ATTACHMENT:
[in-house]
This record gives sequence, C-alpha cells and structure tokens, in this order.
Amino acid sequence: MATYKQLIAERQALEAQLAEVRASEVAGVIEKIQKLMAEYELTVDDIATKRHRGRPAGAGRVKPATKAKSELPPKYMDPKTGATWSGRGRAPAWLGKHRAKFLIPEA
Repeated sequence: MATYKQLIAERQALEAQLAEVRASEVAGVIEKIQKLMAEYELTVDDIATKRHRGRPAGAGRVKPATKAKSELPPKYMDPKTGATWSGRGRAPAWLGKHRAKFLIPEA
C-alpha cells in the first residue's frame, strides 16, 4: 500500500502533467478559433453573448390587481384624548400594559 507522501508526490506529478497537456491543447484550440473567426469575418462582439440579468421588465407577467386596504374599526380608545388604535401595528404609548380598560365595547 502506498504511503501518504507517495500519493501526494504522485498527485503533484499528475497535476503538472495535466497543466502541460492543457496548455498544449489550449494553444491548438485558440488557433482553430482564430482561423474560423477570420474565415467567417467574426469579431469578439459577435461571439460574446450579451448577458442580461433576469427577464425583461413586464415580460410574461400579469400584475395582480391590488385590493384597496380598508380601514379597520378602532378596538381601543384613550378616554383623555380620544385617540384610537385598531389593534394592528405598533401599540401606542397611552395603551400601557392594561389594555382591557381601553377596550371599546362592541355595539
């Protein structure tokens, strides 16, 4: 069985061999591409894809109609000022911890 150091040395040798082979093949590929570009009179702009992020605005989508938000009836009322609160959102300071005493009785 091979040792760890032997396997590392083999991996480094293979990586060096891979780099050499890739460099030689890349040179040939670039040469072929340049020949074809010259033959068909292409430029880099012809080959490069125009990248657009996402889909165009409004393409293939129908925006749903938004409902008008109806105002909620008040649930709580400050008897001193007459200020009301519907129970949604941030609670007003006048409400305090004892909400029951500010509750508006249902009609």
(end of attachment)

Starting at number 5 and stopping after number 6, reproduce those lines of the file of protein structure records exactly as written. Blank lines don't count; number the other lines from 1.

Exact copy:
C-alpha cells in the first residue's frame, strides 16, 4: 500500500502533467478559433453573448390587481384624548400594559 507522501508526490506529478497537456491543447484550440473567426469575418462582439440579468421588465407577467386596504374599526380608545388604535401595528404609548380598560365595547 502506498504511503501518504507517495500519493501526494504522485498527485503533484499528475497535476503538472495535466497543466502541460492543457496548455498544449489550449494553444491548438485558440488557433482553430482564430482561423474560423477570420474565415467567417467574426469579431469578439459577435461571439460574446450579451448577458442580461433576469427577464425583461413586464415580460410574461400579469400584475395582480391590488385590493384597496380598508380601514379597520378602532378596538381601543384613550378616554383623555380620544385617540384610537385598531389593534394592528405598533401599540401606542397611552395603551400601557392594561389594555382591557381601553377596550371599546362592541355595539
């Protein structure tokens, strides 16, 4: 069985061999591409894809109609000022911890 150091040395040798082979093949590929570009009179702009992020605005989508938000009836009322609160959102300071005493009785 091979040792760890032997396997590392083999991996480094293979990586060096891979780099050499890739460099030689890349040179040939670039040469072929340049020949074809010259033959068909292409430029880099012809080959490069125009990248657009996402889909165009409004393409293939129908925006749903938004409902008008109806105002909620008040649930709580400050008897001193007459200020009301519907129970949604941030609670007003006048409400305090004892909400029951500010509750508006249902009609």